Introducing a Rescue Dog to the Family

You’ve just brought your new rescued pet home! Now what’s the best way to introduce him or her to their new household? Here are some tips from the experts at <>.

“The first few days in your home are special and critical for a pet. Your new dog will be confused about where he is and what to expect from you. Setting up some clear structure with your family for your dog will be paramount in making as smooth a transition as possible,” writes Sara, Outreach Director in the article titled Tips for the First 30 Days of Dog Adoption.

Before your dog actually arrives it’s best to figure out where he or she will be spending most of their time. Your new pet’s first day will be stressful and confusing because he or she will be transitioning from a shelter or foster home to your house.

Have a crate set up ahead of time if you plan to crate-train your new pup. Be sure to dog-proof his new space. For instance, tape loose electrical cords to baseboards, store household chemicals on high shelves, remove plants, rugs, and breakables, set up the crate, and install baby gates.

“Training your dog will start the first moment you have him. Take time to create a vocabulary list everyone will use when giving your dog directions. This will help prevent confusion and help your dog learn his commands more quickly…Bring an ID tag with your phone number on it with you when you pick up your dog so that he has an extra measure of safety for the ride home and the first few uneasy days. If he is microchipped, be sure to register your contact information with the chip’s company, if the rescue or shelter did not already do so,” Sara writes.

Day 1

Moving is stressful — Give your dog time to acclimate to your home and family before introducing him to strangers. Make sure children know how to approach the dog without overwhelming him. Go here for more on introducing dogs and children <>.

Remember to ask what and when your dog was fed before bringing him home for the first time. In order to avoid gastric distress be sure to feed him the same food and schedule for the first few days. If you decide to switch food be sure to do gradually over a period of about one week, as follows: add one part new food to three parts of the old for several days; then switch to half new food, half old, and then one part old to three parts new.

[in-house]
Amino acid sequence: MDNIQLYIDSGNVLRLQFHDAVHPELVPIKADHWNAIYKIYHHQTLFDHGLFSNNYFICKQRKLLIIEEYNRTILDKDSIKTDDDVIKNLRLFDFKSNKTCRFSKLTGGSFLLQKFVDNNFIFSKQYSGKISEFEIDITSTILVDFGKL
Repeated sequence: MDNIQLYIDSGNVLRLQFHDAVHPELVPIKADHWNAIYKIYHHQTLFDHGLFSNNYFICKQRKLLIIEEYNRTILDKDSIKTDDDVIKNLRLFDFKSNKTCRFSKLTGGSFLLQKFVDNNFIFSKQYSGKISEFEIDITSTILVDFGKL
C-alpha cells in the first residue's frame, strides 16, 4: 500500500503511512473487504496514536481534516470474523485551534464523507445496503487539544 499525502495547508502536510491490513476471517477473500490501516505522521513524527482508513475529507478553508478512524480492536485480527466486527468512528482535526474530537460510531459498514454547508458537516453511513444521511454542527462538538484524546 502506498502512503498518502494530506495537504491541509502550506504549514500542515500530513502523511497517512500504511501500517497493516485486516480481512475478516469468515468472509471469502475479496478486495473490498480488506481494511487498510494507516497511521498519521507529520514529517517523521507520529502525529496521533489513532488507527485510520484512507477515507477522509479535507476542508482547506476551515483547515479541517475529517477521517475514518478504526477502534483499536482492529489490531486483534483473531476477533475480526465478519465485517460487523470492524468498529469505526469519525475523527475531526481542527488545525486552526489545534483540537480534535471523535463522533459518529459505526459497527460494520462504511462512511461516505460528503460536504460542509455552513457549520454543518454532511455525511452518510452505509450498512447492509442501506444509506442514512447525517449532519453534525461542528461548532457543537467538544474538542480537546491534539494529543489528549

On the way home, your dog should be safely secured, preferably in a crate. Some dogs find car trips stressful, so having him in a safe place will make the trip home easier on him and you. Once home, take him to his toileting area immediately and spend a good amount of time with him so he will get used to the area and relieve himself. Even if your dog does relieve himself during this time, be prepared for accidents. Coming into a new home with new people, new smells and new sounds can throw even the most housebroken dog off-track, so be ready just in case.

If you plan on crate training your dog, leave the crate open so that he can go in whenever he feels like it in case he gets overwhelmed. Also, be sure to check out the do’s and don’ts of crate training your dog <> at

Next, start your schedule of feeding, toileting and play/exercise. From Day One, your dog will need family time and brief periods of solitary confinement. Don’t give in and comfort him if he whines when left alone. Instead, give him attention for good behavior, such as chewing on a toy or resting quietly (Source: Preparing Your Home For A New Dog <>

For the first few days, remain calm and quiet around your dog, limiting too much excitement (such as the dog park or neighborhood children). Not only will this allow your dog to settle in easier, it will give you more one-on-one time to get to know him and his likes/dislikes.

If he came from another home, objects like leashes, hands, rolled up newspapers and magazines, feet, chairs and sticks are just some of the pieces of “training equipment” that may have been used on this dog. Words like “come here” and “lie down” may bring forth a reaction other than the one you expect. Or maybe he led a sheltered life and was never socialized to children or sidewalk activity. This dog may be the product of a never-ending series of scrambled communications and unreal expectations that will require patience on your part.

For additional information read the full article at

Always be sure to include your pet’s first visit to the veterinarian as part of the introduction process.

And if you have questions regarding dog obedience, canine food aggression, dog aggression, dog potty training and other behavioral topics be sure to reach out to your local Bridgeport, Fairfield, New Haven and Stamford, CT Offleash K9 Training professional. He or she has the expertise to address your concerns and offer tips and training to resolve challenges you and your new pup face.